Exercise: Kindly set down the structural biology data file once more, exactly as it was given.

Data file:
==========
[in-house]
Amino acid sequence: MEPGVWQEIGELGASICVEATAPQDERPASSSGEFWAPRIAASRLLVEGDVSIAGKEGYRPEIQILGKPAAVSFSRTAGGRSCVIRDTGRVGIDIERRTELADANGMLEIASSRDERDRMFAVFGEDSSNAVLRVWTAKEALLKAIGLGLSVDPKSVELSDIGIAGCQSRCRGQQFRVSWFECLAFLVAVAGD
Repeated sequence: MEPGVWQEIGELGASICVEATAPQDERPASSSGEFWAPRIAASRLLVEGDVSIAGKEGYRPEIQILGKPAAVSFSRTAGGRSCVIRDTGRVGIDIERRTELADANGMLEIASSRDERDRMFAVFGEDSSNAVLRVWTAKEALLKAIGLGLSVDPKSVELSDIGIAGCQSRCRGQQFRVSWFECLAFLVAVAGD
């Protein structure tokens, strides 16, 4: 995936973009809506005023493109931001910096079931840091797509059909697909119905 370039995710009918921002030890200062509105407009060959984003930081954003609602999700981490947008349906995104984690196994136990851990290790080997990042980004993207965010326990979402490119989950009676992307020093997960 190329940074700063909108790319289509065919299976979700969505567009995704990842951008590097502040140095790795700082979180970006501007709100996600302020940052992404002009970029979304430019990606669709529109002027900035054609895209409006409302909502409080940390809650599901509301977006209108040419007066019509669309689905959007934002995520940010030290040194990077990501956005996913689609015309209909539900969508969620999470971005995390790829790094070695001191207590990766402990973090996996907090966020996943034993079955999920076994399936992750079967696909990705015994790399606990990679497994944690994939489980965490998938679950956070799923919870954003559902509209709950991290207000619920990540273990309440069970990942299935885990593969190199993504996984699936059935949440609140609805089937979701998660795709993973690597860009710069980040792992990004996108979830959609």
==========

[in-house]
Amino acid sequence: MEPGVWQEIGELGASICVEATAPQDERPASSSGEFWAPRIAASRLLVEGDVSIAGKEGYRPEIQILGKPAAVSFSRTAGGRSCVIRDTGRVGIDIERRTELADANGMLEIASSRDERDRMFAVFGEDSSNAVLRVWTAKEALLKAIGLGLSVDPKSVELSDIGIAGCQSRCRGQQFRVSWFECLAFLVAVAGD
Repeated sequence: MEPGVWQEIGELGASICVEATAPQDERPASSSGEFWAPRIAASRLLVEGDVSIAGKEGYRPEIQILGKPAAVSFSRTAGGRSCVIRDTGRVGIDIERRTELADANGMLEIASSRDERDRMFAVFGEDSSNAVLRVWTAKEALLKAIGLGLSVDPKSVELSDIGIAGCQSRCRGQQFRVSWFECLAFLVAVAGD
């Protein structure tokens, strides 16, 4: 995936973009809506005023493109931001910096079931840091797509059909697909119905 370039995710009918921002030890200062509105407009060959984003930081954003609602999700981490947008349906995104984690196994136990851990290790080997990042980004993207965010326990979402490119989950009676992307020093997960 190329940074700063909108790319289509065919299976979700969505567009995704990842951008590097502040140095790795700082979180970006501007709100996600302020940052992404002009970029979304430019990606669709529109002027900035054609895209409006409302909502409080940390809650599901509301977006209108040419007066019509669309689905959007934002995520940010030290040194990077990501956005996913689609015309209909539900969508969620999470971005995390790829790094070695001191207590990766402990973090996996907090966020996943034993079955999920076994399936992750079967696909990705015994790399606990990679497994944690994939489980965490998938679950956070799923919870954003559902509209709950991290207000619920990540273990309440069970990942299935885990593969190199993504996984699936059935949440609140609805089937979701998660795709993973690597860009710069980040792992990004996108979830959609």